Achebe, Chinua*: Things Fall Apart (1958)
* Winner of 2007 Man Booker International Prize
Our discussion took place: December 2014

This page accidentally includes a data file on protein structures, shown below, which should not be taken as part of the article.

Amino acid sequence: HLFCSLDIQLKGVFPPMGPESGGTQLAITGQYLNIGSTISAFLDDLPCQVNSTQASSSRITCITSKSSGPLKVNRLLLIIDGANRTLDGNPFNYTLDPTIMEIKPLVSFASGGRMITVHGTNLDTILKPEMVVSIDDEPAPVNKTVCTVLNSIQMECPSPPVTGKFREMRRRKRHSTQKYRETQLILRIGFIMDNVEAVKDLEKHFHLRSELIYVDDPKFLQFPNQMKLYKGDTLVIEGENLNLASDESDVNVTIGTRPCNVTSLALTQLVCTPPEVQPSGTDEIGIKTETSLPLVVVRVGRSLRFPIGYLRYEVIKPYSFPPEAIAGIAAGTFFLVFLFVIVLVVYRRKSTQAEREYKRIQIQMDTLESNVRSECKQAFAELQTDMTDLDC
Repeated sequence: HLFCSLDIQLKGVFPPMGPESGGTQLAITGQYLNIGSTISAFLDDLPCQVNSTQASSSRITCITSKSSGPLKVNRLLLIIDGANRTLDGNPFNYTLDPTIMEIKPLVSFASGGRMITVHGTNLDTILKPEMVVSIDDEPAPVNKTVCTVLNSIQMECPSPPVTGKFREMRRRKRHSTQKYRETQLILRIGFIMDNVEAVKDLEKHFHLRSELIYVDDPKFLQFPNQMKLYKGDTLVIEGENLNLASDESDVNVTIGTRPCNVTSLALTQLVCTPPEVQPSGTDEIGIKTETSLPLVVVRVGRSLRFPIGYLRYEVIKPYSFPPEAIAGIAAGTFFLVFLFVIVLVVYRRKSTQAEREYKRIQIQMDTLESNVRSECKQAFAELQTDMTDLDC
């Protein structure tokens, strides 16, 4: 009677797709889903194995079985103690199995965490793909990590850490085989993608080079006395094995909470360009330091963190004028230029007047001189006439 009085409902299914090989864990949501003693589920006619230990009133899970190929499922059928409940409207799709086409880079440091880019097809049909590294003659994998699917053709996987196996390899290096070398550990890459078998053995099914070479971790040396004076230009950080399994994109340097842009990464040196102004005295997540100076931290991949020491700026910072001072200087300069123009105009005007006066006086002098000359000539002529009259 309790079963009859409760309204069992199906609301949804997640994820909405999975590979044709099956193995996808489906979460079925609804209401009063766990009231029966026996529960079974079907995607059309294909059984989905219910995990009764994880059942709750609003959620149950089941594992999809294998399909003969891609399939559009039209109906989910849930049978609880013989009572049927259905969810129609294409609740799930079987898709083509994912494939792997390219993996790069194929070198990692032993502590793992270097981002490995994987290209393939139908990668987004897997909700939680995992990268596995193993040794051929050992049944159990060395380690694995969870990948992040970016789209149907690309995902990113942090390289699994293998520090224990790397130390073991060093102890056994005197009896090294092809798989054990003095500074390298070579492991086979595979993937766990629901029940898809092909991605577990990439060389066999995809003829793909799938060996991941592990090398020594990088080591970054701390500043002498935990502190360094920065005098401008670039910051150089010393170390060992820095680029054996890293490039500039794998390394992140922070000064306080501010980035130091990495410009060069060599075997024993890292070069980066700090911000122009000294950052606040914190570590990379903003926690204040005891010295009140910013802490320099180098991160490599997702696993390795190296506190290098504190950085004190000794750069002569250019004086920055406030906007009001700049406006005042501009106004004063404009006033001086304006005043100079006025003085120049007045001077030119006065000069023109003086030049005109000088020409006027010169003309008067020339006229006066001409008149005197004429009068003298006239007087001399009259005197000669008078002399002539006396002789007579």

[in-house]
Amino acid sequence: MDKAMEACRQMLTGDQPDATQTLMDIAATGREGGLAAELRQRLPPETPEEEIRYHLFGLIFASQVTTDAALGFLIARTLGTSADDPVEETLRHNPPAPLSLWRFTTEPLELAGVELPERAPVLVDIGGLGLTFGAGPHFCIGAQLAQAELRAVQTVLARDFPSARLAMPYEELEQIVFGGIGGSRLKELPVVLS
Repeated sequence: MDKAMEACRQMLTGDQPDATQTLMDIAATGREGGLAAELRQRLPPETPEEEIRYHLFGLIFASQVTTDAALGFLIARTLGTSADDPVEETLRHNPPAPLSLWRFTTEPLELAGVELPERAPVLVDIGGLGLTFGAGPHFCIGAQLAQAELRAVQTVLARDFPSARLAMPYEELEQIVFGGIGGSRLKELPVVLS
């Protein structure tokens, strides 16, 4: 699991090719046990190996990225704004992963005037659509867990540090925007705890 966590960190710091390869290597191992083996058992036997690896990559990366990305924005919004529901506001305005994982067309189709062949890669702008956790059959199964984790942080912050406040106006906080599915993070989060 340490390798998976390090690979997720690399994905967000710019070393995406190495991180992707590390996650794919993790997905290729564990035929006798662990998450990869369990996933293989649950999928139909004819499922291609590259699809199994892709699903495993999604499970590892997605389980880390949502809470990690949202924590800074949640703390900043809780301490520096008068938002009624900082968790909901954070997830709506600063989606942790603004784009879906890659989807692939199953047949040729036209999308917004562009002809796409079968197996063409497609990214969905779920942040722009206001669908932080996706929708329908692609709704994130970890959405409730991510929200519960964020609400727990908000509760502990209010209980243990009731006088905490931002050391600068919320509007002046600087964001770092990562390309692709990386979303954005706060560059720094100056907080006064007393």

Review: © The Observer: First published in 1958 – the year after Ghana became the first African nation to gain independence, as Britain, France and Belgium started to recognise the end of colonialism in Africa and began their unseemly withdrawal – Chinua Achebe’s debut novel concerns itself with the events surrounding the start of this disastrous chapter in African history. Set in the late 19th century, at the height of the “Scramble” for African territories by the great European powers, Things Fall Apart tells the story of Okonkwo, a proud and highly respected Igbo from Umuofia, somewhere near the Lower Niger. Okonkwo’s clan are farmers, their complex society a patriarchal, democratic one. Achebe suggests that village life has not changed substantially in generations. But then the English arrive in their region, with the Bible – rather than the gun – their weapon of choice. As the villagers begin to convert to Christianity, the ties that had ensured the clan’s equilibrium come undone. As Okonkwo’s friend Obierika explains: “The white man is very clever. He came quietly and peaceably with his religion. We were amused at his foolishness and allowed him to stay. Now he has won our brothers and our clan can no longer act like one.” Unwilling to adapt, Okonkwo finds himself the protagonist in a modern Greek tragedy. The first part of a trilogy, Things Fall Apart was one of the first African novels to gain worldwide recognition: half a century on, it remains one of the great novels about the colonial era.